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Interesting Patent Case
Is a two piece assembly the same as a unitary part?

 

The Toro Company v. White Consolidated Industries

 

Toro, which owns US patent 4,694,528 for a "convertible vacuum-blower" that is used alternatively to vacuum leaves and small debris or to disperse the same in blower mode, has been asserting that White violated the patent with its vacuum-blower. The dispute hinges on a removable air inlet cover, present in both machines. The cover's primary purpose is to exclude items from reaching the impeller when the machine is used as a blower; the cover is removed for vacuum operation. Toro's '528 accounts for the cover in a claim that reads, in part, "said cover including means for increasing the pressure...." In the Toro machine this "means" is a restriction ring that is integral to the cover, while in the White machine the ring is a separate part.

 

In 1998 Toro won a summary judgment of literal infringement against White. On appeal, the Appeals Court found that literal infringement was not possible since White's cover clearly did not have the restriction ring "permanently affixed to and included as part of the cover". On remand, the District Court issued a summary judgment that there was no infringement under the doctrine of equivalents. The District Court held that "a critical function of the [Toro] air inlet cover...is to automatically insert and remove the restriction ring" (emphasis added) and White's two piece structure, failing to provide this function, was not equivalent.

 

The Appeals Court again disagreed with the District Court's summary judgment. It pointed out that to infringe, an accused device must include an equivalent for each literally absent claim limitation. Further, it pointed out unimportant and insubstantial differences don't count. The Appeals Court clearly felt that a fact finder "might indeed find..." the separation into two components what the patentee has claimed as one to be an insubstantial change.

 

The Appeals Court then focused in on the District Court's use of a function-way-results test ("does substantially the same thing in substantially the same way to get substantially the same result") to find no equivalency. This finding was based on the function of "automatically" placing the restriction ring. The Appeals Court agreed that the automatic insertion of the ring was mentioned as being an "advantageous" function in Toro's specification but the Court strongly stated it was improper to "import into the claim a function from the specification, particularly when the claim recites only purely structural limitations."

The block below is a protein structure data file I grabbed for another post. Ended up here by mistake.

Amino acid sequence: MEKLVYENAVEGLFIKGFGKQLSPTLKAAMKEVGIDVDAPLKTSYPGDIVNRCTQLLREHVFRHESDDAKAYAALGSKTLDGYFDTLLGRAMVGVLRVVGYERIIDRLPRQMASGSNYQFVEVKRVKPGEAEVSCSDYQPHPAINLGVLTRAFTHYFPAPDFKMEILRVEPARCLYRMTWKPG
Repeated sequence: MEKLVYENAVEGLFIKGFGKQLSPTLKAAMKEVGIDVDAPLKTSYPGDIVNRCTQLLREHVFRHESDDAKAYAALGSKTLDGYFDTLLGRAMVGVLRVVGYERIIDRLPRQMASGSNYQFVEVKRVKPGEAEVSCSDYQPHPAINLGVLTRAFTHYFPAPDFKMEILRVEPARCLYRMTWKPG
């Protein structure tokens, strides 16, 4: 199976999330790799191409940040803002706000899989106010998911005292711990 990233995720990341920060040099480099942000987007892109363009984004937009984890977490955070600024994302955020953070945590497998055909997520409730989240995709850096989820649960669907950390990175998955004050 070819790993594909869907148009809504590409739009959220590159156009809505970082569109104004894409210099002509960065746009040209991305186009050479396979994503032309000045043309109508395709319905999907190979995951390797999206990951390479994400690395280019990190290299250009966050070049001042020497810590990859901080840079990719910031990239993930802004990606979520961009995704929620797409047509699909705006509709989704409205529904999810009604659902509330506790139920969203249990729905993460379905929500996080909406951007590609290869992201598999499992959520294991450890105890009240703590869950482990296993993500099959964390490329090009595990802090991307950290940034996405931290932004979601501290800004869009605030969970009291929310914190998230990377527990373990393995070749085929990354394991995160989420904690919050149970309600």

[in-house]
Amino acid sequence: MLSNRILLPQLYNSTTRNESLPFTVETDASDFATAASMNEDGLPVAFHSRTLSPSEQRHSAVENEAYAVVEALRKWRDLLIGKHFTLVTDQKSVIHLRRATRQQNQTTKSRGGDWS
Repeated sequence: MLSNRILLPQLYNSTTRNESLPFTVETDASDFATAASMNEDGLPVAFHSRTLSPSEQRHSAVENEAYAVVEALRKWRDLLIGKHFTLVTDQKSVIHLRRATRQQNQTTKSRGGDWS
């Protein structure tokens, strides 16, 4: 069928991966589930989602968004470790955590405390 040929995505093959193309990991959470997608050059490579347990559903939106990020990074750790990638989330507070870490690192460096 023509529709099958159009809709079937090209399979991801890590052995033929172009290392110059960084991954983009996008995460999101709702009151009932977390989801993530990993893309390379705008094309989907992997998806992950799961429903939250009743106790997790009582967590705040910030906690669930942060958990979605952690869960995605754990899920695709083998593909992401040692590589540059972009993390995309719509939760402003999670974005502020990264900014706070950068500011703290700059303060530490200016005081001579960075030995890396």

Finally, the Appeals Court found "Neither the '528 patent's specification nor this court's claim interpretation make the inherent function of automatic placement a key objective of this invention," thereby worthy of differentiating White's two part structure. That is, when a function comes along for the ride its absence cannot be a significant change.  Therefore, the District Court acted improperly to grant summary judgment for White.

 

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IP Links
US Patent office Searchable database of all US Patents and, now, published patent applications.
The Patent Cafe - an on-line source of interesting insights into current IP issues.
EKMS Inc. - a company with whom we've worked that provides a range of IP management services including portfolio analysis, deal-making, and process improvement.

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IP Glossary

Industry's Best Glossary